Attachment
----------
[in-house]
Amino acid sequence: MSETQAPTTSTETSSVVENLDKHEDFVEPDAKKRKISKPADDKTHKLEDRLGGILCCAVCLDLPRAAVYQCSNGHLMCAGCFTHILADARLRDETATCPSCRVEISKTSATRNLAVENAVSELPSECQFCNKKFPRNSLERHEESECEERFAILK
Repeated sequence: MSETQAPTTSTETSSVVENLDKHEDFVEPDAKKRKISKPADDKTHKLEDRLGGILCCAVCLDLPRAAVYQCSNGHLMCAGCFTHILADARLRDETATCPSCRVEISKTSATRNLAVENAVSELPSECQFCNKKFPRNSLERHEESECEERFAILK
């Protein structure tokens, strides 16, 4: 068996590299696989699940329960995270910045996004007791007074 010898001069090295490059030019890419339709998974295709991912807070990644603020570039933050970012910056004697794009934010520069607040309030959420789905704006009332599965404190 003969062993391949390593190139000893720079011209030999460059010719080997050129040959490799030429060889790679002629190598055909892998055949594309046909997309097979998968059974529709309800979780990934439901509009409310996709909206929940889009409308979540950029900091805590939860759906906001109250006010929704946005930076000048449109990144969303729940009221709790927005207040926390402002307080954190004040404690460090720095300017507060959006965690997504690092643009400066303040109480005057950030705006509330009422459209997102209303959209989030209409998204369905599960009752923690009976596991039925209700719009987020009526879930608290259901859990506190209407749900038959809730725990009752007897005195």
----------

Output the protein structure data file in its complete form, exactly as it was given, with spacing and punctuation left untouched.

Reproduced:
[in-house]
Amino acid sequence: MSETQAPTTSTETSSVVENLDKHEDFVEPDAKKRKISKPADDKTHKLEDRLGGILCCAVCLDLPRAAVYQCSNGHLMCAGCFTHILADARLRDETATCPSCRVEISKTSATRNLAVENAVSELPSECQFCNKKFPRNSLERHEESECEERFAILK
Repeated sequence: MSETQAPTTSTETSSVVENLDKHEDFVEPDAKKRKISKPADDKTHKLEDRLGGILCCAVCLDLPRAAVYQCSNGHLMCAGCFTHILADARLRDETATCPSCRVEISKTSATRNLAVENAVSELPSECQFCNKKFPRNSLERHEESECEERFAILK
């Protein structure tokens, strides 16, 4: 068996590299696989699940329960995270910045996004007791007074 010898001069090295490059030019890419339709998974295709991912807070990644603020570039933050970012910056004697794009934010520069607040309030959420789905704006009332599965404190 003969062993391949390593190139000893720079011209030999460059010719080997050129040959490799030429060889790679002629190598055909892998055949594309046909997309097979998968059974529709309800979780990934439901509009409310996709909206929940889009409308979540950029900091805590939860759906906001109250006010929704946005930076000048449109990144969303729940009221709790927005207040926390402002307080954190004040404690460090720095300017507060959006965690997504690092643009400066303040109480005057950030705006509330009422459209997102209303959209989030209409998204369905599960009752923690009976596991039925209700719009987020009526879930608290259901859990506190209407749900038959809730725990009752007897005195």